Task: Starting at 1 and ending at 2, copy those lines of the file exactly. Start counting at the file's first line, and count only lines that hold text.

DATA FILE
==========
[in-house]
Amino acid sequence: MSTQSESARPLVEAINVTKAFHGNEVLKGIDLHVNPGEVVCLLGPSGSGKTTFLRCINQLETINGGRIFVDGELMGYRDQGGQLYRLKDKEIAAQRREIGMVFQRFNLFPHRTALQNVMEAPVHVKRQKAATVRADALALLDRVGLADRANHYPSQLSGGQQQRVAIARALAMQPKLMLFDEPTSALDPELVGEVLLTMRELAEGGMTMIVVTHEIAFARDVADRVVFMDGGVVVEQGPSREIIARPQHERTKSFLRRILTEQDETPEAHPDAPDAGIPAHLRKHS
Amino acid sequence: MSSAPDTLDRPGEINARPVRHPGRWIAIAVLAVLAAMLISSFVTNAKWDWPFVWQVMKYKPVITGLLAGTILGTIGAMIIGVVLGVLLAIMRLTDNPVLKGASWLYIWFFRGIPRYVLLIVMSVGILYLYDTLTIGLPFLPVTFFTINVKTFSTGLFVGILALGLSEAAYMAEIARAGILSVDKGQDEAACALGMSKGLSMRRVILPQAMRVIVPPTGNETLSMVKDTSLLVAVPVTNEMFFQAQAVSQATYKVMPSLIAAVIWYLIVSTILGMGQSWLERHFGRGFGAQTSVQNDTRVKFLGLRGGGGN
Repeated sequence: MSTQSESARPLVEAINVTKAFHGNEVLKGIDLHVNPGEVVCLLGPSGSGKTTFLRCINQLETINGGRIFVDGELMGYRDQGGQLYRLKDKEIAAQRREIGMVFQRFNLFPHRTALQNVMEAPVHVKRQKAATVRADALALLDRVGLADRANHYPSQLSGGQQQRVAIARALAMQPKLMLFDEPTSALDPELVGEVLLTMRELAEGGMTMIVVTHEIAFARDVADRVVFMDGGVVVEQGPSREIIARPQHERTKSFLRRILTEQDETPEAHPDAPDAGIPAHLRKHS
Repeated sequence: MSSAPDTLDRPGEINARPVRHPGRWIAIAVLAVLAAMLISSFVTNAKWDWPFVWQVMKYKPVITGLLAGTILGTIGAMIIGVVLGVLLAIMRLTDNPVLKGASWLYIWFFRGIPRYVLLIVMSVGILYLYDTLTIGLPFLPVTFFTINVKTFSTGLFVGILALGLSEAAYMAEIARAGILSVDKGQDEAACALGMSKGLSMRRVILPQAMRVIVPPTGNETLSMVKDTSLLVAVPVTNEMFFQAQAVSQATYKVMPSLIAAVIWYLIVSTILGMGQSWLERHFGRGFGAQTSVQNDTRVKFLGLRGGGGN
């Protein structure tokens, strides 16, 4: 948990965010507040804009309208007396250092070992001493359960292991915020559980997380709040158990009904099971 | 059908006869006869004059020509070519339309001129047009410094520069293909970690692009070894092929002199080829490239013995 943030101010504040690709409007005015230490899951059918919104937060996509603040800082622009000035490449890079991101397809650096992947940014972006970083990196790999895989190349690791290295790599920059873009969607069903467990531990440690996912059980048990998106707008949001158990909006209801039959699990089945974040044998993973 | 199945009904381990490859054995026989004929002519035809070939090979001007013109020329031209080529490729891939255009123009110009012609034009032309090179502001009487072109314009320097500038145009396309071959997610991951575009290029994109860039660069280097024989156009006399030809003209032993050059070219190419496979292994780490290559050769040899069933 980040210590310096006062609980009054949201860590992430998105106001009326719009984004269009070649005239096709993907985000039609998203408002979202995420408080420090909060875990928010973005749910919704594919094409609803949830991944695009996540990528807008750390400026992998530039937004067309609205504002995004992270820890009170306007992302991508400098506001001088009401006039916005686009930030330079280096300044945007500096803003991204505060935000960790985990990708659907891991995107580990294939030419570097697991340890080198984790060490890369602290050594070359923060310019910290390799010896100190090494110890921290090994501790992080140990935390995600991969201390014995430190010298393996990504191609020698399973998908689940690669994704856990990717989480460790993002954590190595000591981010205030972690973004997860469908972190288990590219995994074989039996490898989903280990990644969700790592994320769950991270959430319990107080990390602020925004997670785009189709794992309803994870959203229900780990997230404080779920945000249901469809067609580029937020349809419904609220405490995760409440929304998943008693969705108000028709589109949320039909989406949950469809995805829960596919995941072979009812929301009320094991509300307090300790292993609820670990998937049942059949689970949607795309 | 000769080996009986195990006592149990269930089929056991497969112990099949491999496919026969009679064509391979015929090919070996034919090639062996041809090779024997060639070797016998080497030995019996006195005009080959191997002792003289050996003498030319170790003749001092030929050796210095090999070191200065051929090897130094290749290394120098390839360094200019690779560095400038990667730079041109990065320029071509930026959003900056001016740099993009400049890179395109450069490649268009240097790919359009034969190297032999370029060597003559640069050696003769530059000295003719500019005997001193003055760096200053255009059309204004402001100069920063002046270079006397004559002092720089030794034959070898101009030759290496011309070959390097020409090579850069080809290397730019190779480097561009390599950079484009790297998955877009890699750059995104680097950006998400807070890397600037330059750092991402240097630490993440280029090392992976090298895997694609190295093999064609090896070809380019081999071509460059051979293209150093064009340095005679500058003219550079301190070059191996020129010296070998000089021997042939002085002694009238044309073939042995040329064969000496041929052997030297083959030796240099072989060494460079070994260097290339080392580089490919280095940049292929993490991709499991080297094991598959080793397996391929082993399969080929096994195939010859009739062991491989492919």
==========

[in-house]
Amino acid sequence: MSTQSESARPLVEAINVTKAFHGNEVLKGIDLHVNPGEVVCLLGPSGSGKTTFLRCINQLETINGGRIFVDGELMGYRDQGGQLYRLKDKEIAAQRREIGMVFQRFNLFPHRTALQNVMEAPVHVKRQKAATVRADALALLDRVGLADRANHYPSQLSGGQQQRVAIARALAMQPKLMLFDEPTSALDPELVGEVLLTMRELAEGGMTMIVVTHEIAFARDVADRVVFMDGGVVVEQGPSREIIARPQHERTKSFLRRILTEQDETPEAHPDAPDAGIPAHLRKHS